Air mobility forces are gearing up for their third massive exercise that will test how smoothly they cooperate — across miles, across the armed forces, and across combat domains.

This May marks the start of the next Mobility Guardian, a biennial event that in 2021 will bring together around 1,500 people for a sweeping response to a pretend humanitarian disaster, said Gen. Jacqueline Van Ovost, Air Mobility Command’s boss, on Wednesday.

“We have five [major commands] and our joint partners with us, and we are doing high-end environment work. They’re dispersed across the northeast portion of the United States at six different fields,” she said at an event hosted by the Air Force Association’s Mitchell Institute for Aerospace Studies.

But the event looks to be much more than a routine airlift training. On top of practicing a humanitarian emergency scenario, AMC wants to test how much it can accomplish in the face of enemy weapons and communications jamming.

Army artillery forces are planning to participate in the event, Van Ovost said, which will also incorporate defensive counter-air operations to protect American assets from attack. A cyber red team will challenge AMC’s movements at every turn, while a military operations center tries to direct forces around their faux contested battlefield.

Air Force Magazine previously reported that the 19th Airlift Wing at Little Rock Air Force Base, Ark., will serve as the exercise’s lead planning wing. It builds on earlier iterations of the premier event that practiced other types of operations, like forcibly entering a remote area under enemy control.

“This is a far cry from what we used to do, which was rodeos in 2017 and earlier, so we’re making really good steps,” Van Ovost said.

Air Mobility Command is preparing for a future where assets like tanker jets, cargo planes and aeromedical evacuation platforms are routinely targeted by physical weapons or digital attacks and may be unable to reach other forces or personnel.

Van Ovost noted that measures to counter those attacks could range from low-cost, easily replaceable drones or missiles fired from the wings of mobility aircraft, to electronic warfare technology that can help a plane fly through a hard-to-penetrate area.

The Air Force is also training to be more flexible in situations that require rapid-response forces, and to move resources around the world without relying on brick-and-mortar bases or a sole established logistics chain — a concept known as “agile combat employment.”

“The next fight will not be an iron buildup at Kadena or an iron buildup at Ramstein. The next fight is going to be just in time,” Van Ovost said of responding to a threat on short notice.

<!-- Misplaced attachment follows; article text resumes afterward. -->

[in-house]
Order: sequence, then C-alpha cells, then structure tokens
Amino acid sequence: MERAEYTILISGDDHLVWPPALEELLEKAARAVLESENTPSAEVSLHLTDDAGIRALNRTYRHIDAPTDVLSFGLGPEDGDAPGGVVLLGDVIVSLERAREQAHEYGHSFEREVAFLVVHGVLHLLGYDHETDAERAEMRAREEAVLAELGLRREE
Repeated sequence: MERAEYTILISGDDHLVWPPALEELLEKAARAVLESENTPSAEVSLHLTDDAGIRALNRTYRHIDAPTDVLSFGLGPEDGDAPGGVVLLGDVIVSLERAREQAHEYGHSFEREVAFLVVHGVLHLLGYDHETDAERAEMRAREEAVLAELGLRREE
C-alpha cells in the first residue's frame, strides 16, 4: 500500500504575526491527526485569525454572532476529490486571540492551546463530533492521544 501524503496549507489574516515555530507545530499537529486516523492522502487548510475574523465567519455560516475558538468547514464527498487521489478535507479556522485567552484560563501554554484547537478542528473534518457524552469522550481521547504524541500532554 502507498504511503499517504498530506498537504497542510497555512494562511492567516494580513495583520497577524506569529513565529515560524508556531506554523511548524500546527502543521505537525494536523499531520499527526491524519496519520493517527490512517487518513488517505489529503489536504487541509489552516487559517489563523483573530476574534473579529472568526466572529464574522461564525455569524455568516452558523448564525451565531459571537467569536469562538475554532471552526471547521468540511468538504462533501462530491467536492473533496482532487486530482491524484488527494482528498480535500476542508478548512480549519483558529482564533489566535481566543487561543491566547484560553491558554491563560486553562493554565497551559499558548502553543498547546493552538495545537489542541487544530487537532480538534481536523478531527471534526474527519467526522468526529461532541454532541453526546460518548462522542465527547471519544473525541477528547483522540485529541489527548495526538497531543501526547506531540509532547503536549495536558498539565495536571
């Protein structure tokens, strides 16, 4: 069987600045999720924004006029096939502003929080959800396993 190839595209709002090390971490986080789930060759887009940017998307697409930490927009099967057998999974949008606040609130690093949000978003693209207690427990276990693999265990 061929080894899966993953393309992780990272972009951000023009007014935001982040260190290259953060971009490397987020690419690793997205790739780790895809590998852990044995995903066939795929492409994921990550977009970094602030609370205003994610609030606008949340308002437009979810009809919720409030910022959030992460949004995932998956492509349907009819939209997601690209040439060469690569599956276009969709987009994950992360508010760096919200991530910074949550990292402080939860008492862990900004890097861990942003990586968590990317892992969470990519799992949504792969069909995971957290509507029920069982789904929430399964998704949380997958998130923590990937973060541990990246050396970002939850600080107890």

Mobility Guardian offers a sandbox to test out future technologies as well, using lessons learned from previous exercises like Nodal Lightning last October. That looked at ways to quickly and efficiently transport people and assets without a huge infrastructure footprint.

“We did learn [from Nodal Lightning] that we can process data forward in a node and dispense it,” Van Ovost said. “We can be a [command-and-control] node and move along orders, and make changes to orders and provide target-quality coordinates to our sister services and to the Air Force. We learned that we can join up our fifth-gen aircraft along with attritables, to be able to speak to each other, and to be able to give orders out to them.”

Attritables can refer to disposable drones or other weapons like a pallet of munitions rolled onto an airplane.

Mobility Guardian poses another opportunity to try out new mission communications tech in conjunction with the Air Force’s Advanced Battle Management System. That multibillion-dollar initiative aims to create a more adaptable, artificial intelligence-powered network to direct the service’s aircraft, weapons and computer systems in combat.

One key piece of ABMS looks to turn mobility assets into command-and-control hubs while they hover around the battlespace. Air Mobility Command has used a tanker for C2 in Afghanistan to direct forces when no other means of communication were available. Van Ovost suggested that a C2 pod on a KC-135 tanker could pull double-duty as a data-processing hub or a defensive asset, as well.

“We will have scenarios where we will need to ingress, provide humanitarian assistance, and get out and transmit data forward and crunch data forward for the elements in that formation,” Van Ovost said of Mobility Guardian.

“We’re trying to design what the [future] requirements might be, and expose ourselves to what the services are trying to do, and show them how we can be more effective for them as their maneuver force.”

Rachel Cohen is the editor of Air Force Times. She joined the publication as its senior reporter in March 2021. Her work has appeared in the Washington Post, the Frederick News-Post (Md.), Air and Space Forces Magazine, Inside Defense, Inside Health Policy and elsewhere.

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